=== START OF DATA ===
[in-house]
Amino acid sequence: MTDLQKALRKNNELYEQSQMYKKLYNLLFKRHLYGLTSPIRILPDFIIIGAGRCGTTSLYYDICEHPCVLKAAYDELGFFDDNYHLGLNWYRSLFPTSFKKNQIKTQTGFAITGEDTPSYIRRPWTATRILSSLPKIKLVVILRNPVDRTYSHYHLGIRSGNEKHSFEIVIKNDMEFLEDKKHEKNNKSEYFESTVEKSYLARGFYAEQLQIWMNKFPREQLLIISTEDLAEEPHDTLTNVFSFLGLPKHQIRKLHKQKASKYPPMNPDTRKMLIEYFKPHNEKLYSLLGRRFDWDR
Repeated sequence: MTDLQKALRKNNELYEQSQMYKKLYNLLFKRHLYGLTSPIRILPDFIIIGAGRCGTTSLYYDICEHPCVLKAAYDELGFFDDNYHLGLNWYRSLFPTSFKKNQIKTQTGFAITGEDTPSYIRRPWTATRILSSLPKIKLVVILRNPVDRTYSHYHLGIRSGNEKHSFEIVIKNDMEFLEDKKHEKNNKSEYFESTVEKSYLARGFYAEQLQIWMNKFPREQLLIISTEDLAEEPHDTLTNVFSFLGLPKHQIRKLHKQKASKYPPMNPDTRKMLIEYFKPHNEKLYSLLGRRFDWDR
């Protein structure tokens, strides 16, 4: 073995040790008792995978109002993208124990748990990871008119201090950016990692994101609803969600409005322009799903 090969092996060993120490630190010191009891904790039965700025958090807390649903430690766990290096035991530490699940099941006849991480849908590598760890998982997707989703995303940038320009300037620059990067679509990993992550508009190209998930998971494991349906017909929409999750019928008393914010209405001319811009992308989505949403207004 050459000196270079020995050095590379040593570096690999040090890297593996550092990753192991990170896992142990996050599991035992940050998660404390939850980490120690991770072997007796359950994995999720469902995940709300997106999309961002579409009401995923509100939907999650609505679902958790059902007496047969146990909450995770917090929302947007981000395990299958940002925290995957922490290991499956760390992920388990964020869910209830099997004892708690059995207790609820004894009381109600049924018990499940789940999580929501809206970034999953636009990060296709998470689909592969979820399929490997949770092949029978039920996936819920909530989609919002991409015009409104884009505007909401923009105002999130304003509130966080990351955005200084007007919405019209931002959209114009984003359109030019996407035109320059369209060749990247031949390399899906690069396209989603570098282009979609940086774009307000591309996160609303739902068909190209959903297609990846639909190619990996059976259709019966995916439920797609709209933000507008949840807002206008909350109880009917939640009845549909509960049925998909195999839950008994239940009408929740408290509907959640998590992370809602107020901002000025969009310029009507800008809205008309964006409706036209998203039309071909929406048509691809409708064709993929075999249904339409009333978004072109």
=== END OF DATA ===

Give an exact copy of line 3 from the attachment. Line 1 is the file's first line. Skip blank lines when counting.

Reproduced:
Repeated sequence: MTDLQKALRKNNELYEQSQMYKKLYNLLFKRHLYGLTSPIRILPDFIIIGAGRCGTTSLYYDICEHPCVLKAAYDELGFFDDNYHLGLNWYRSLFPTSFKKNQIKTQTGFAITGEDTPSYIRRPWTATRILSSLPKIKLVVILRNPVDRTYSHYHLGIRSGNEKHSFEIVIKNDMEFLEDKKHEKNNKSEYFESTVEKSYLARGFYAEQLQIWMNKFPREQLLIISTEDLAEEPHDTLTNVFSFLGLPKHQIRKLHKQKASKYPPMNPDTRKMLIEYFKPHNEKLYSLLGRRFDWDR